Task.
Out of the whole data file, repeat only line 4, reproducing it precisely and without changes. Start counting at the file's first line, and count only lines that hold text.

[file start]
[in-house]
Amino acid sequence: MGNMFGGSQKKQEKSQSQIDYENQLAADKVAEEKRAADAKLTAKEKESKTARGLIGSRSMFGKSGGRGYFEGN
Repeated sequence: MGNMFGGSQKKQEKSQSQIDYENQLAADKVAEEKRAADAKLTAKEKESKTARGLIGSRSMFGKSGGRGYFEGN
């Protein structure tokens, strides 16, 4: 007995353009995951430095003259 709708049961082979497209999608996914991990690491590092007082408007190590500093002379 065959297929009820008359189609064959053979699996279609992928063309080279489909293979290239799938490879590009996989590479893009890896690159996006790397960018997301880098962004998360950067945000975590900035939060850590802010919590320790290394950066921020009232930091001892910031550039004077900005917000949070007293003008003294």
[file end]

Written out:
């Protein structure tokens, strides 16, 4: 007995353009995951430095003259 709708049961082979497209999608996914991990690491590092007082408007190590500093002379 065959297929009820008359189609064959053979699996279609992928063309080279489909293979290239799938490879590009996989590479893009890896690159996006790397960018997301880098962004998360950067945000975590900035939060850590802010919590320790290394950066921020009232930091001892910031550039004077900005917000949070007293003008003294």